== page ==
Hang 'Em High With OxBlood Records as its steed, American Catastrophe prepares to spur on to wider attention. No matter what the members of American Catastrophe say, the We Pity the Kitties salmon cat treats made by Kansas City's Three Dog Bakery, while no doubt insanely delicious to felines, taste like cack.
Indeed, do not be fooled by singer-guitarist Shaun Hamontree no matter how imposing his 6-foot-5-inch frame and loud voice and tousled black hair are when he zealously points out that the only ingredient is salmon, implying that the snacks are fit for human consumption.
Don't give in, either, when the equally looming guitarist Terrence Moore chimes in that they taste like "salmon popcorn" and Amy Farrand, bassist and backup singer, agrees. Because later, you see, Moore will be eating a sandwich-sliced, long-cut Claussen pickle to kill the taste, dangling it over his mouth like a cartoon cat savoring a fish bone. Even if drummer Eric Bessenbacher bravely agrees to eat one if you will, be firm.
I obviously wasn't, but burping up salmon stench was a small price to pay to get a copy of the remastered Catastrophe record Excerpts From the Broken Bone Choir.
In the West Bottoms building where Moore and Hamontree live and the band practices, I sampled kitty food and swilled PBR with American Catastrophe on the day after our own local catastrophe, that chemical fire that filled the sky over Kansas City with soot and scared the shit out of everyone. I appreciated a little levity provided by a band whose music is sinister and intense enough to accompany a 100-foot industrial conflagration.
Excerpts first came out in 2004 and has recently been remastered and re-pressed. It contains no new songs just richer, more
refined production quality.
After being one of the biggest local draws from mid-2005 to mid-2006, the group took a few months off to work on new material. More important, during that time the quartet also signed a deal with local label OxBlood Records, which paid for the remastering of Excerpts.
The deal also comes with international distribution for the record, plus radio and press publicity, tour support, a booking agent and all that good shit. In other words: They're fuckin' profesh.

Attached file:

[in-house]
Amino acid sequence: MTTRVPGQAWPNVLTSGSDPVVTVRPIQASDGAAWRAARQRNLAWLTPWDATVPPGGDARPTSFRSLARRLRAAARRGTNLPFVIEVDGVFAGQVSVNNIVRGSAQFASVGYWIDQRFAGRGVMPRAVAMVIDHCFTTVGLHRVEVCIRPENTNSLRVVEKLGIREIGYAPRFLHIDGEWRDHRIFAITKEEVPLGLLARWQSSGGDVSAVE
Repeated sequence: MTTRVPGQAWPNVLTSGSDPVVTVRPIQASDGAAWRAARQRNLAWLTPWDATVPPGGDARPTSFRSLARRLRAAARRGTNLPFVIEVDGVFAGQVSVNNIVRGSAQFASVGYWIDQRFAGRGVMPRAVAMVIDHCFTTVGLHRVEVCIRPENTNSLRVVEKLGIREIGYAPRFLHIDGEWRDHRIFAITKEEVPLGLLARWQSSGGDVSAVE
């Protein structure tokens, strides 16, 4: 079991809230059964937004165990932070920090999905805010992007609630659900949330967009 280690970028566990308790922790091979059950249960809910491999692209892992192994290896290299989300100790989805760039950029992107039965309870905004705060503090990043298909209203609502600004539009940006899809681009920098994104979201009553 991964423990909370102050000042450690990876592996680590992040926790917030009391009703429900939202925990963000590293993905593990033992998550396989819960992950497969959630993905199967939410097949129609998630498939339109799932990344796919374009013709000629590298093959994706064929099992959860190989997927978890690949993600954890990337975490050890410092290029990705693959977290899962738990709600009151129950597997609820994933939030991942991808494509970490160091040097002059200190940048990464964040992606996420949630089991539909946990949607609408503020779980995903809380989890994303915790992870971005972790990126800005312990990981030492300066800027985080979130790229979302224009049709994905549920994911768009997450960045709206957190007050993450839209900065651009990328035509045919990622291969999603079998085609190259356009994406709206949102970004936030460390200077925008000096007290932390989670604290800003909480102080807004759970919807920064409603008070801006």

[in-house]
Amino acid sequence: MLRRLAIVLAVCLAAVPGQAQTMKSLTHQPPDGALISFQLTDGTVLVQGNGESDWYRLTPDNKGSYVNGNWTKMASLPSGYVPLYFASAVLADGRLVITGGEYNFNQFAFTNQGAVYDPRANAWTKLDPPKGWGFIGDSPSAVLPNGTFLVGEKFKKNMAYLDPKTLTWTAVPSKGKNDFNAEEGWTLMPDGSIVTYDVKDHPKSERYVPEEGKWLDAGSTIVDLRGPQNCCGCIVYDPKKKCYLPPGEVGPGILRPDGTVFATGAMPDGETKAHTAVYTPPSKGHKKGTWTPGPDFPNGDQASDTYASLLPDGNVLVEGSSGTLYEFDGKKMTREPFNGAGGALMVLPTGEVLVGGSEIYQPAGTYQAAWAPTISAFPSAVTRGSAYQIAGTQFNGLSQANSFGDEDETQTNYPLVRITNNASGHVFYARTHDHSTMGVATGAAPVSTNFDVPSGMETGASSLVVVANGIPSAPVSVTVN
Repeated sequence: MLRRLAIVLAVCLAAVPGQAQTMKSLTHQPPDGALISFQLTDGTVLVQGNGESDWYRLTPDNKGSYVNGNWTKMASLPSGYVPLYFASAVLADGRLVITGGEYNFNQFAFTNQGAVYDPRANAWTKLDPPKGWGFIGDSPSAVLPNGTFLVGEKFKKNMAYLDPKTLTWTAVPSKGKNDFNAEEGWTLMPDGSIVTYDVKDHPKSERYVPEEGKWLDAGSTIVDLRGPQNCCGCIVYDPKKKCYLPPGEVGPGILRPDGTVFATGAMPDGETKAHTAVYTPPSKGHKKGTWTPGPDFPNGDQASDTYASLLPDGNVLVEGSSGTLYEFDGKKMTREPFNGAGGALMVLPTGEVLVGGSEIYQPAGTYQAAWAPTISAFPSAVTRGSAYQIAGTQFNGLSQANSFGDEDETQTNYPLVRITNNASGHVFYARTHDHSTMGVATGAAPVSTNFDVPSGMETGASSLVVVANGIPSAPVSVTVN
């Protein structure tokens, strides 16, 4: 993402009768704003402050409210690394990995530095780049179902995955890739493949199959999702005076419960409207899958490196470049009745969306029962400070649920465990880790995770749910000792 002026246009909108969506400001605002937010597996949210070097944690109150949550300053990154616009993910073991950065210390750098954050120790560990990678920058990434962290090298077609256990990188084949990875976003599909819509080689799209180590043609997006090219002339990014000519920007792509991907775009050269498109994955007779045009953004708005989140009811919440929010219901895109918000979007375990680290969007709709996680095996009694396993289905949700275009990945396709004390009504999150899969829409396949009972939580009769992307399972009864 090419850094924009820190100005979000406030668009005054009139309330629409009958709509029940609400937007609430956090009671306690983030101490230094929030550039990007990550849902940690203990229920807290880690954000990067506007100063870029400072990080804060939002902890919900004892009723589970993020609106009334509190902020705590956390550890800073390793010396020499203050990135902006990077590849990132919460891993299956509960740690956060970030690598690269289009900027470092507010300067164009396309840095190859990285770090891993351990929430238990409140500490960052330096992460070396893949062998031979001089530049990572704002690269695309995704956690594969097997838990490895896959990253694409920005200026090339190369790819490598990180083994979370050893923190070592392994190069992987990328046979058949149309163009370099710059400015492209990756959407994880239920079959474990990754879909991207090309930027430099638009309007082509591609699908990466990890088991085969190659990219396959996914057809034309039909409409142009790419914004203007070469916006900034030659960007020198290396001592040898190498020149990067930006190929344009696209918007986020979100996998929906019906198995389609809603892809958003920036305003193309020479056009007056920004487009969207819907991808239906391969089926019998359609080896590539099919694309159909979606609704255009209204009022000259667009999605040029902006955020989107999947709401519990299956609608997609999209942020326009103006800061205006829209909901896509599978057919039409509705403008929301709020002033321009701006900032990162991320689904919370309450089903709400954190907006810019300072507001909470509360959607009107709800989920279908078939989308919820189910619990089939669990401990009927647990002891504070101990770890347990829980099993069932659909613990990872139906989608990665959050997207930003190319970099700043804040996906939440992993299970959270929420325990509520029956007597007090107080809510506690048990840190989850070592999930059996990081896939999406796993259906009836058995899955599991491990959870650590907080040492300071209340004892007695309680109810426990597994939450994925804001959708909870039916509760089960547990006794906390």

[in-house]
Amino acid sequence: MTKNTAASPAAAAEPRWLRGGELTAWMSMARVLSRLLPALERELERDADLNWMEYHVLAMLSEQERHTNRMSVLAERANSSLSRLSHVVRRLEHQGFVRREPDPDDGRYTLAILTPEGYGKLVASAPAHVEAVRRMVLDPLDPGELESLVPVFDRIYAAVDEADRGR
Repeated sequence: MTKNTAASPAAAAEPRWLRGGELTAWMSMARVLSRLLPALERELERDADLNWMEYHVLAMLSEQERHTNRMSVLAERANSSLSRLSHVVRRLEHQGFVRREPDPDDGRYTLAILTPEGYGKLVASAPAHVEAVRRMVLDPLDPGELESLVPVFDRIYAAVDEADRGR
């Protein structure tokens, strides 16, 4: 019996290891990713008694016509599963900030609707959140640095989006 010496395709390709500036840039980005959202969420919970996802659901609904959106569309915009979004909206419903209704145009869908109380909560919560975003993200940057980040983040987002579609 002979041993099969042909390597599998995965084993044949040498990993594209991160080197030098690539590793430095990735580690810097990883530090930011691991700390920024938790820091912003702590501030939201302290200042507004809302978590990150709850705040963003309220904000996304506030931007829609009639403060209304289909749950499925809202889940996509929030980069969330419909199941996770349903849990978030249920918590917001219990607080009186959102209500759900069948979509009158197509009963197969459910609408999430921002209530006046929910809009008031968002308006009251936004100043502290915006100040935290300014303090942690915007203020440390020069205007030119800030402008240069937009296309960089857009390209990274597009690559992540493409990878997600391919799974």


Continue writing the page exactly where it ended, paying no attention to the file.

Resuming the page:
All but one of the songs on Excerpts were written by Moore and Hamontree, but now the band swears by a collaborative songwriting method that calls for spontaneous creativity on the part of all members. Once the music's done, Hamontree comes up with the lyrics based on the mood, which, traditionally, is dark and mean.
Judging by the three or four new songs I heard that night in the West Bottoms, the band is pushing deeper into its established territory: raw, ominous, pulsing rock that evokes the feel of Southern gothic literature and spaghetti-Western outlawry.
"The Baptism" began with Moore picking lines on the Slingerland May Bell banjo he got from his late father, creating a riff more Civil War ghost story than Kentucky bluegrass. Bessenbacher and Farrand fell into step, driving the rhythm but weaving individual parts.
Then, as if to subvert the intricacy of the sound around him, Hamontree began tearing at his guitar, tuned down to open C, unleashing dirty, wailing distortion as harsh as a buzz saw cutting through sheet metal. Then, in a voice that's often and accurately compared to Nick Cave's, Hamontree began moaning the story.
If you want to hear how it ends, you'll have to head to the Excerpts release party Friday at the Record Bar.
American Catastrophe has held its current lineup for the past two and a half years, but it's hard to imagine the crew of 30-somethings being more excited about their band than they clearly are now. And they've never toured before, so they're excited to finally hit the road this spring.
The band feels, acts and sounds ready to take on the national scene. And if I'm wrong, I'll eat another salmon kitty treat.